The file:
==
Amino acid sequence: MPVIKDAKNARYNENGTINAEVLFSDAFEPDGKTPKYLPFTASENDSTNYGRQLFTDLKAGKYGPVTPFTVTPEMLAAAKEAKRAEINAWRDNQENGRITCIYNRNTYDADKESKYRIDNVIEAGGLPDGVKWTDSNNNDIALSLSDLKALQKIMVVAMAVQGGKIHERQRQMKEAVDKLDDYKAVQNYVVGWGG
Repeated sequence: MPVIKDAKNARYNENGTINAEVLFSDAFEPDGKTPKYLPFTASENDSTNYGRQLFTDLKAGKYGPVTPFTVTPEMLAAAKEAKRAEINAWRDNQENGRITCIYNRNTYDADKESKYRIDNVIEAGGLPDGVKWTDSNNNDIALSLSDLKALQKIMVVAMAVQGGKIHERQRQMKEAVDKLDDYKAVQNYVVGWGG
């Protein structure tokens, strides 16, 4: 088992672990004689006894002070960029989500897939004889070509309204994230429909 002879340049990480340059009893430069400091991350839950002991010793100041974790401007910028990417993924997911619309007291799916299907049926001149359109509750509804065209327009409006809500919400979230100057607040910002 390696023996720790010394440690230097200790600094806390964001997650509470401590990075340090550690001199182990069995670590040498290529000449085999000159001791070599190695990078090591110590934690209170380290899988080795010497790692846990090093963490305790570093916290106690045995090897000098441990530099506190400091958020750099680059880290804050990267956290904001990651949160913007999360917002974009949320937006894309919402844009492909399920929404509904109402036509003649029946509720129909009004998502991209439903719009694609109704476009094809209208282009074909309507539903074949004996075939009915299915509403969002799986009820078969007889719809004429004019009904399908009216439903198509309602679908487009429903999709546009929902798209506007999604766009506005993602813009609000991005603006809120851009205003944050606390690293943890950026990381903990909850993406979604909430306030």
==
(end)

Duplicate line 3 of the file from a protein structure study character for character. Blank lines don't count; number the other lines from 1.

């Protein structure tokens, strides 16, 4: 088992672990004689006894002070960029989500897939004889070509309204994230429909 002879340049990480340059009893430069400091991350839950002991010793100041974790401007910028990417993924997911619309007291799916299907049926001149359109509750509804065209327009409006809500919400979230100057607040910002 390696023996720790010394440690230097200790600094806390964001997650509470401590990075340090550690001199182990069995670590040498290529000449085999000159001791070599190695990078090591110590934690209170380290899988080795010497790692846990090093963490305790570093916290106690045995090897000098441990530099506190400091958020750099680059880290804050990267956290904001990651949160913007999360917002974009949320937006894309919402844009492909399920929404509904109402036509003649029946509720129909009004998502991209439903719009694609109704476009094809209208282009074909309507539903074949004996075939009915299915509403969002799986009820078969007889719809004429004019009904399908009216439903198509309602679908487009429903999709546009929902798209506007999604766009506005993602813009609000991005603006809120851009205003944050606390690293943890950026990381903990909850993406979604909430306030």